Do you even need a stand-alone fax? Many multifunction printers include the ability to send and receive faxes. If you only need to transmit the occasional fax, this might be a better solution because you don't have to give up valuable desk space.
Consider the total cost. When considering the cost of a fax machine, the upfront price isn't the only factor to look at. Consumables such as toner cartridges, drums, thermal-transfer ribbons, etc., are often not inexpensive. In what's not all that much of a surprise, oftentimes faxes that have a higher upfront cost can use higher-capacity and/or lower-cost consumables than machines that look like a bargain initially.
Do you have a need for speed? Transmission speed ranges from about 15 seconds per page (for less expensive models like the Brother Fax-575) up to about three seconds per page (for fax machines with fast G3 modems, such as the Brother IntelliFax-2840).
How much memory do you want? Fax machines store incoming and outgoing pages in their onboard memory. Better faxes use that to allow the machine to do multiple tasks at once -- such as receiving a fax as one is being prepared to be sent. It also allows the machine to save an incoming fax if it runs out of paper, and then print the fax when the paper tray is reloaded. The most basic models have modest storage capacities -- about 25 pages -- while high-end fax machines can hold as many as 500 pages. Memory backup is another plus; it will hold the saved pages in memory should power temporarily go out.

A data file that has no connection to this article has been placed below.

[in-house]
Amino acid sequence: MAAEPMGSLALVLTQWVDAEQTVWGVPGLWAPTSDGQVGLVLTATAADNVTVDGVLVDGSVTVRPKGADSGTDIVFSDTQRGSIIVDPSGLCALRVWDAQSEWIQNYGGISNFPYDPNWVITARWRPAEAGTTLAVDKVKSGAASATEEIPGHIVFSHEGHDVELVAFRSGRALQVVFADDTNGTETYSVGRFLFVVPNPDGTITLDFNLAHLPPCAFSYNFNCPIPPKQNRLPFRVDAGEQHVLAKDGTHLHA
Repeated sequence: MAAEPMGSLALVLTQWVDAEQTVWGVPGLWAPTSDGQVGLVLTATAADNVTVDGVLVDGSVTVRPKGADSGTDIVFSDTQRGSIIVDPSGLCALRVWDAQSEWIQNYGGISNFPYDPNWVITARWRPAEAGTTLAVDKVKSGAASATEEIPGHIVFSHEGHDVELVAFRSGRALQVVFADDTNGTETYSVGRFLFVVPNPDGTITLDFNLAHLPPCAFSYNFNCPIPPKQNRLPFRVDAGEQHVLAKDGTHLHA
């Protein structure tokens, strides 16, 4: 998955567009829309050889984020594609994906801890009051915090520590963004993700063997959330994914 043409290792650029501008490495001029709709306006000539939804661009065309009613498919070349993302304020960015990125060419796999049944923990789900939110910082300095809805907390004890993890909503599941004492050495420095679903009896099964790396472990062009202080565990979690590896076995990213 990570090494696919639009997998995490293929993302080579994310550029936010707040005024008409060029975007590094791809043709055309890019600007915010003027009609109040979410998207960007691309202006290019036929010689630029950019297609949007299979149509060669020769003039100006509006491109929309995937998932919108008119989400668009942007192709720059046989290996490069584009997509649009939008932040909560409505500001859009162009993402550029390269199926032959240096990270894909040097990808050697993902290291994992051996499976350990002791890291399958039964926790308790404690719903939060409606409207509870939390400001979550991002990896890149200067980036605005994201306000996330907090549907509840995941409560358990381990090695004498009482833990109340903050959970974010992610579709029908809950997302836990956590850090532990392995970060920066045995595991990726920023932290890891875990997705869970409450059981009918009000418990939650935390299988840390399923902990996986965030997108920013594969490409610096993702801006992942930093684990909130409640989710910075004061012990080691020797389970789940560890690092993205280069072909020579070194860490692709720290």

Which features and extra functions do you need? Many fax machines include MFP-like extra functions such as copying, scanning and printing. Desirable fax-centric features include caller ID, auto redial, fax forwarding, polling, fax broadcasting and speed dialing.
Printing technology matters. Nearly all current fax machines print on plain office paper. Less expensive faxes generally use thermal-transfer printing technology, and printouts aren't as durable as inkjet or laser faxes. Laser fax machines usually print sharper text and stand up better to high-volume loads. They are the most expensive type of fax machines but are becoming more affordable. Inkjet fax machines are no longer being made but can still be found on occasion. Fax machines that print on thermal paper are, thankfully, pretty much relics.